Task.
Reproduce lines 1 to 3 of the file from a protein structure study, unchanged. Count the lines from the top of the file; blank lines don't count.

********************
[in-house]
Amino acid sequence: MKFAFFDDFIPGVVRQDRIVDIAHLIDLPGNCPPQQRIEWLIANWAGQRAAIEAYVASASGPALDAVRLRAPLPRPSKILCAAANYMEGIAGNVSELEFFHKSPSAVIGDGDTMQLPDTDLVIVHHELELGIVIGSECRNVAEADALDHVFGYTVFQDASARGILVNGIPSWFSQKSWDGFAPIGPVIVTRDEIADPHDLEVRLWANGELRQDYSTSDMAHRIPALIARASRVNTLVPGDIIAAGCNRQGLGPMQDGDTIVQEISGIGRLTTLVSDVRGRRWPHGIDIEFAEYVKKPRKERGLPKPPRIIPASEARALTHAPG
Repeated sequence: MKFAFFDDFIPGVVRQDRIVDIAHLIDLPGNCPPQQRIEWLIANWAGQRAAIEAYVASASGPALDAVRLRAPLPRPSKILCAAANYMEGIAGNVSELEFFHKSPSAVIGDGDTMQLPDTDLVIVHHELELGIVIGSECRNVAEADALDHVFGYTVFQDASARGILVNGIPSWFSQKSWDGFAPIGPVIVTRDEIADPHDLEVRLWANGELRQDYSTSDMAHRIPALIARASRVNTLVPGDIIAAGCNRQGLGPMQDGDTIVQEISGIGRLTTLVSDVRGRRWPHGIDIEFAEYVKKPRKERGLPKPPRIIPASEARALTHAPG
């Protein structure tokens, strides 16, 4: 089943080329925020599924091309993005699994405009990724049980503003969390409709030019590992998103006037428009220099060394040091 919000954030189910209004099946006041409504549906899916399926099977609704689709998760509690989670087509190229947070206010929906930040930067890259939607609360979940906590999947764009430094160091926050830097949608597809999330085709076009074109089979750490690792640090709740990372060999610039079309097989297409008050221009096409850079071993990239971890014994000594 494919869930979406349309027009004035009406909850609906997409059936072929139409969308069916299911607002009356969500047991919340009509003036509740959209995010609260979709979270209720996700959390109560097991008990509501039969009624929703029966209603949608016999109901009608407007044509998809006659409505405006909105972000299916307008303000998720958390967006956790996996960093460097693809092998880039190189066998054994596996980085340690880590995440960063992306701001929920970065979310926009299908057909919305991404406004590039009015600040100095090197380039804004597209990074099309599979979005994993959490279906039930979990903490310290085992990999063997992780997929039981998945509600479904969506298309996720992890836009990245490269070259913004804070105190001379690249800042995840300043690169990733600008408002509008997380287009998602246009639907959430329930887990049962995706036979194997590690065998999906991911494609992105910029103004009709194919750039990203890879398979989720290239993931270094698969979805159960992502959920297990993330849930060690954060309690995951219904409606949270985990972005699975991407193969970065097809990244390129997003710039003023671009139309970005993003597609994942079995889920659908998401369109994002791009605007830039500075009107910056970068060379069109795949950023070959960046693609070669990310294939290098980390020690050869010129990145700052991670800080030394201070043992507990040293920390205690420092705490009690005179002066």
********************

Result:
[in-house]
Amino acid sequence: MKFAFFDDFIPGVVRQDRIVDIAHLIDLPGNCPPQQRIEWLIANWAGQRAAIEAYVASASGPALDAVRLRAPLPRPSKILCAAANYMEGIAGNVSELEFFHKSPSAVIGDGDTMQLPDTDLVIVHHELELGIVIGSECRNVAEADALDHVFGYTVFQDASARGILVNGIPSWFSQKSWDGFAPIGPVIVTRDEIADPHDLEVRLWANGELRQDYSTSDMAHRIPALIARASRVNTLVPGDIIAAGCNRQGLGPMQDGDTIVQEISGIGRLTTLVSDVRGRRWPHGIDIEFAEYVKKPRKERGLPKPPRIIPASEARALTHAPG
Repeated sequence: MKFAFFDDFIPGVVRQDRIVDIAHLIDLPGNCPPQQRIEWLIANWAGQRAAIEAYVASASGPALDAVRLRAPLPRPSKILCAAANYMEGIAGNVSELEFFHKSPSAVIGDGDTMQLPDTDLVIVHHELELGIVIGSECRNVAEADALDHVFGYTVFQDASARGILVNGIPSWFSQKSWDGFAPIGPVIVTRDEIADPHDLEVRLWANGELRQDYSTSDMAHRIPALIARASRVNTLVPGDIIAAGCNRQGLGPMQDGDTIVQEISGIGRLTTLVSDVRGRRWPHGIDIEFAEYVKKPRKERGLPKPPRIIPASEARALTHAPG